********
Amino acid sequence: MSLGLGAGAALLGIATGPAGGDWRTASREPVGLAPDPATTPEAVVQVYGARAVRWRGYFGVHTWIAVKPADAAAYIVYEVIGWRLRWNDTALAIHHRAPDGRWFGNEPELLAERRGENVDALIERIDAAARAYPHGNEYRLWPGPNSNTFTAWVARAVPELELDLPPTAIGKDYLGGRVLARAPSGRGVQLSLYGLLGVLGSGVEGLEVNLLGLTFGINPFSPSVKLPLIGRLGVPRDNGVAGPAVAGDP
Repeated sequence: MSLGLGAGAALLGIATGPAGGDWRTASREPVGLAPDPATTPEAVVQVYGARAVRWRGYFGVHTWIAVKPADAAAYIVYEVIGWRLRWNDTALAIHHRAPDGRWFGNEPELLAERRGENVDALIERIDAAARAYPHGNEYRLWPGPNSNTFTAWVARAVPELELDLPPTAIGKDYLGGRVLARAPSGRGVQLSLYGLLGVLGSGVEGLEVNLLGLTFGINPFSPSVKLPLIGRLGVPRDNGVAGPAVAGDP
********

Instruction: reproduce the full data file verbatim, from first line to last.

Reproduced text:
Amino acid sequence: MSLGLGAGAALLGIATGPAGGDWRTASREPVGLAPDPATTPEAVVQVYGARAVRWRGYFGVHTWIAVKPADAAAYIVYEVIGWRLRWNDTALAIHHRAPDGRWFGNEPELLAERRGENVDALIERIDAAARAYPHGNEYRLWPGPNSNTFTAWVARAVPELELDLPPTAIGKDYLGGRVLARAPSGRGVQLSLYGLLGVLGSGVEGLEVNLLGLTFGINPFSPSVKLPLIGRLGVPRDNGVAGPAVAGDP
Repeated sequence: MSLGLGAGAALLGIATGPAGGDWRTASREPVGLAPDPATTPEAVVQVYGARAVRWRGYFGVHTWIAVKPADAAAYIVYEVIGWRLRWNDTALAIHHRAPDGRWFGNEPELLAERRGENVDALIERIDAAARAYPHGNEYRLWPGPNSNTFTAWVARAVPELELDLPPTAIGKDYLGGRVLARAPSGRGVQLSLYGLLGVLGSGVEGLEVNLLGLTFGINPFSPSVKLPLIGRLGVPRDNGVAGPAVAGDP